Nicole Coleman & Charles van den Heuvel

Visualizing Uncertainty and Complexity: Humanistic Methods for Mapping the Intellectual Geography of the Early Modern World

Intellectual Geography / Wednesday 7 September, 2011

As large-scale digitization projects move forward, capturing vast amounts of information about the movement of people, ideas, books, letters, and instruments in the early modern period, data and information visualization plays a critical role in helping us to explore this terrain and to understand its shape and topography. And yet we are faced with the challenge of how to convey appropriately the incompleteness, uncertainty, ambiguity, and inaccuracy of the historical data. More often than not, visualizations of humanities-research material deliberately or unconsciously distort evidence through data manipulation or implicit design decisions made to enhance effect or to suit the technology rather than prioritizing humanistic methods in creating instruments for research.

The innovative techniques for visualizing complex data sets have been modeled on the sense-making methods of information science and knowledge management, presenting a density of information and making it available for interaction and interpretation, often with the explicitly stated goal of improving efficiency and effective decision-making. And while we can look to the work that has already been done in the infovis community on assessing the effectiveness of visualizations, the evaluation is based on goals that are different from, if not in direct opposition to, the goals of humanistic research. Within the humanities, where critical discussion of visualization techniques appears, it tends to be limited to GIS applications and most often shows a willingness to reduce uncertainty, adopting a tacit endorsement of ideals pertaining to knowledge production from the natural sciences.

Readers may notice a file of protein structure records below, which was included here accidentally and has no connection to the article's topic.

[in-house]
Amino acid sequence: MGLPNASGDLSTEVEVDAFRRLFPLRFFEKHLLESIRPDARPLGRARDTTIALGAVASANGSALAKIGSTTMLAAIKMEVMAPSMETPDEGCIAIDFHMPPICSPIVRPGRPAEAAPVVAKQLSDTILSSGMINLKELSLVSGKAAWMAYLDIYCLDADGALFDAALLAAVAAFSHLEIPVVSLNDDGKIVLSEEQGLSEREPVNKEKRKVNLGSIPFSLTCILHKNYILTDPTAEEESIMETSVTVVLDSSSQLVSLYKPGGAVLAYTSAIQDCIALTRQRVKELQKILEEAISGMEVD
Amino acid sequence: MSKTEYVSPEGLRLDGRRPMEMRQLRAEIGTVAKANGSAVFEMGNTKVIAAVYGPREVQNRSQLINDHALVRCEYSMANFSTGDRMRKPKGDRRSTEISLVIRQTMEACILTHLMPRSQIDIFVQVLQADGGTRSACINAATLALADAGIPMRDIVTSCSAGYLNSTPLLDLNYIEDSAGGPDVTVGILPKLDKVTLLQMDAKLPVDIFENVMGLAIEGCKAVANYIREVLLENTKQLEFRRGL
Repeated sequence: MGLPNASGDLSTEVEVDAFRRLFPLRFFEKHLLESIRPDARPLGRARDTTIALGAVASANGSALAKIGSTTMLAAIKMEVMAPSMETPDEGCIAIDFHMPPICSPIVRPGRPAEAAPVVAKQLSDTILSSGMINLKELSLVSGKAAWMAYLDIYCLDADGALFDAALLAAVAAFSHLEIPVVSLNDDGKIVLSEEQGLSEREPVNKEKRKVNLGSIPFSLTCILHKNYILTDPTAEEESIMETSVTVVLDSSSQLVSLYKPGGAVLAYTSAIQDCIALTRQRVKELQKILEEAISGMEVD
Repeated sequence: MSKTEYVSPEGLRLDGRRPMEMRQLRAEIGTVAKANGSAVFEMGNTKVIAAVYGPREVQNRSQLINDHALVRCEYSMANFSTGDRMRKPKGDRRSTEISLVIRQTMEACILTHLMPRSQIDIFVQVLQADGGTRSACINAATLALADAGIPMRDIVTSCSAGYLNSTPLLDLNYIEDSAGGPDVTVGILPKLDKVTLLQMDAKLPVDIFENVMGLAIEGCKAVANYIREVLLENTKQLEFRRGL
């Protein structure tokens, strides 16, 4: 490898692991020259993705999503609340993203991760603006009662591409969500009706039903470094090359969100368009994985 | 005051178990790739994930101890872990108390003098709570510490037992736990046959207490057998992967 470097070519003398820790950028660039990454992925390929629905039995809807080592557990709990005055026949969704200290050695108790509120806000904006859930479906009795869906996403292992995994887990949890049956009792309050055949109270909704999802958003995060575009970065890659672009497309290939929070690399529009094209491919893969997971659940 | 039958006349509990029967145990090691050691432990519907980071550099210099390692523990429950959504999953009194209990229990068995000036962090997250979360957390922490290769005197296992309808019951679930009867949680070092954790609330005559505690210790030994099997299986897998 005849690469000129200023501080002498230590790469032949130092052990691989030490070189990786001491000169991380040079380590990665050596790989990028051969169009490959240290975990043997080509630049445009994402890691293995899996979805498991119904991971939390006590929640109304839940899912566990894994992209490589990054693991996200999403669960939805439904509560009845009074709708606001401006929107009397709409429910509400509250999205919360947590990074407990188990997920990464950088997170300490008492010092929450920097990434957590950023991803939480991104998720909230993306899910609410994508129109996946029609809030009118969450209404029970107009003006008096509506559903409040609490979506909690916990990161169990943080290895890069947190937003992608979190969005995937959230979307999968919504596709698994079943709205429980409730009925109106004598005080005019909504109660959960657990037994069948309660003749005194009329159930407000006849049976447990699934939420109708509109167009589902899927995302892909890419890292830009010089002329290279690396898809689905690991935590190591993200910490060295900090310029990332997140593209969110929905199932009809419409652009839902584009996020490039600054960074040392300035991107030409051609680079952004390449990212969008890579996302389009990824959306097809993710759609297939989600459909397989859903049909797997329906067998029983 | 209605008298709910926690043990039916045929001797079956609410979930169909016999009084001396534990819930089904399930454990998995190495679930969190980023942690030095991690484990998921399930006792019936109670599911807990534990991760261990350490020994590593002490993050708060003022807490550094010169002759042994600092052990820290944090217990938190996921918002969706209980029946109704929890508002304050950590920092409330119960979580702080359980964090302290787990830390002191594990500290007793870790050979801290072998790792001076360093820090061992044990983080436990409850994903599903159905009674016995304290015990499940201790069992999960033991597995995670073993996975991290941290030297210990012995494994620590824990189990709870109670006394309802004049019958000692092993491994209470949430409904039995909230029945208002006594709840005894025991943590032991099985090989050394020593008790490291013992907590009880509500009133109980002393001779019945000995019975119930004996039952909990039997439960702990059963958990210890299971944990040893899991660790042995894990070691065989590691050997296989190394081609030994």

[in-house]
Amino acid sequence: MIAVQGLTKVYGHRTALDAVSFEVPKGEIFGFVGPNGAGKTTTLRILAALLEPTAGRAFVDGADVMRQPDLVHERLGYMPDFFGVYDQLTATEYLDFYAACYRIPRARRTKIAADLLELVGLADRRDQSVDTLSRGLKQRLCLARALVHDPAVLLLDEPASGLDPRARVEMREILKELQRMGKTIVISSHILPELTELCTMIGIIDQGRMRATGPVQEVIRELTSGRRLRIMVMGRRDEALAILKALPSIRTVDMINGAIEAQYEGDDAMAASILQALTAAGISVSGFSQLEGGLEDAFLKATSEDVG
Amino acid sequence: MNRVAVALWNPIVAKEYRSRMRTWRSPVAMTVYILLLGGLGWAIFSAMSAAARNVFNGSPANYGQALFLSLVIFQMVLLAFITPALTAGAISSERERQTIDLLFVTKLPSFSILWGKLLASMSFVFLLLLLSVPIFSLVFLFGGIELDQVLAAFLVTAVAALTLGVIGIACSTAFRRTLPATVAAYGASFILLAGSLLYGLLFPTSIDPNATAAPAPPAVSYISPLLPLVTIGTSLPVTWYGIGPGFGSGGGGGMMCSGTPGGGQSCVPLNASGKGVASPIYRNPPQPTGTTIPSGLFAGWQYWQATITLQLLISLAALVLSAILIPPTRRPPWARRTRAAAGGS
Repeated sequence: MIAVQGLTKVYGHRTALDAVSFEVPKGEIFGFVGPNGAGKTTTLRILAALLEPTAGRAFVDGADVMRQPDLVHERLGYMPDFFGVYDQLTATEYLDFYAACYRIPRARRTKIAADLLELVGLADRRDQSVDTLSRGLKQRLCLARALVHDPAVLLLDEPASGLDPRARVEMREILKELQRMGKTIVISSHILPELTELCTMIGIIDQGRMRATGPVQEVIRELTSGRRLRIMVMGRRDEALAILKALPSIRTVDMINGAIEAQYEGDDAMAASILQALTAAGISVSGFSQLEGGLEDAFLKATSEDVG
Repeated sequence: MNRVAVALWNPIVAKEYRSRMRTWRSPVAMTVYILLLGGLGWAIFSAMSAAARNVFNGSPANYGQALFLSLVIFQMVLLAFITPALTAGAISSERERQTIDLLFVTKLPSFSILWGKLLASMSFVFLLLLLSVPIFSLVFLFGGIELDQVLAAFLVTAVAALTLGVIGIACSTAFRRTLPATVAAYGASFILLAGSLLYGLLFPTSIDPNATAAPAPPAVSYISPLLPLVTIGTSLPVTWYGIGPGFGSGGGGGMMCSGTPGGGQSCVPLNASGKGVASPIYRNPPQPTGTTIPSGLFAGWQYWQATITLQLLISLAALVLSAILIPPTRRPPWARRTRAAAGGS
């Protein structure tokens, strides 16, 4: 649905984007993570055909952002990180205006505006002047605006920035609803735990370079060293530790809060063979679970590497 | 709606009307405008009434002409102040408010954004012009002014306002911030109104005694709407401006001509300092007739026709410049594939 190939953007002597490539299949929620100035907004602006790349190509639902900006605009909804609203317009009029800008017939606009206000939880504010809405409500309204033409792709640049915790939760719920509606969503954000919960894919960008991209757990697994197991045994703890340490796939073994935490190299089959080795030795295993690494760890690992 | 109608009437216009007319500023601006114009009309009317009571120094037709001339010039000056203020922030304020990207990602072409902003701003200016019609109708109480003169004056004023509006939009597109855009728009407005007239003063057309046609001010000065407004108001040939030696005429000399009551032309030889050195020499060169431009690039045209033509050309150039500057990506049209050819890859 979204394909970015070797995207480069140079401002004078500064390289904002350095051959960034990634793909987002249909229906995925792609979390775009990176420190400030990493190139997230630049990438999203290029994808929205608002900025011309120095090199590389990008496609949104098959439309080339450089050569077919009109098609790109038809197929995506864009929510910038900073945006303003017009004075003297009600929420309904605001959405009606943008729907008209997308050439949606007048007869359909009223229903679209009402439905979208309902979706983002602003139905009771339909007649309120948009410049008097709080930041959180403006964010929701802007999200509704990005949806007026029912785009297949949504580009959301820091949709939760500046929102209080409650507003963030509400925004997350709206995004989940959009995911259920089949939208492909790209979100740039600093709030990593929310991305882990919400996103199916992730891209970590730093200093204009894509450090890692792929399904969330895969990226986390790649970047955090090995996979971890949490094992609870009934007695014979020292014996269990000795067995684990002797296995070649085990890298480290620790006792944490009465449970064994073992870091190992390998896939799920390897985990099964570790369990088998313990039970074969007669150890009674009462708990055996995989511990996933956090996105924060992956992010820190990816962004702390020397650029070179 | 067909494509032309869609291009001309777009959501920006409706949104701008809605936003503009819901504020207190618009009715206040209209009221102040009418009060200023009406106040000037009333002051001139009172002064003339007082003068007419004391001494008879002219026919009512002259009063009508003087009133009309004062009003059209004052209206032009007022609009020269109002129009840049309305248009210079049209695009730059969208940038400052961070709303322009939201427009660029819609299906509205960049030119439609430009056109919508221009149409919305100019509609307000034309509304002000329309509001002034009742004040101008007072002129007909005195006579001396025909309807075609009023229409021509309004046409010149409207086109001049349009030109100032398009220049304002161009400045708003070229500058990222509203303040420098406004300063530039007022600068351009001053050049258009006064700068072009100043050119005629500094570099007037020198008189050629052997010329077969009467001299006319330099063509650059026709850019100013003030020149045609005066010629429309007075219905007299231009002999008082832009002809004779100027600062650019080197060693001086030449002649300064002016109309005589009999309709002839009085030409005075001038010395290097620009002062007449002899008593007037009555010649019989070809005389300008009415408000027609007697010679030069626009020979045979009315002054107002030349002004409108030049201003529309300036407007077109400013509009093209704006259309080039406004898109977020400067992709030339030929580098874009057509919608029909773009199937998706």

In this paper we will bring together perspectives of visual theory in the humanities and the field of communication design, around the analysis of challenges arising in the design of temporal and spatial representations of data from two projects dealing with correspondence networks in the early modern period: Mapping the Republic of Letters and Circulation of Knowledge and Learned Practices in the Seventeenth-Century Dutch Republic.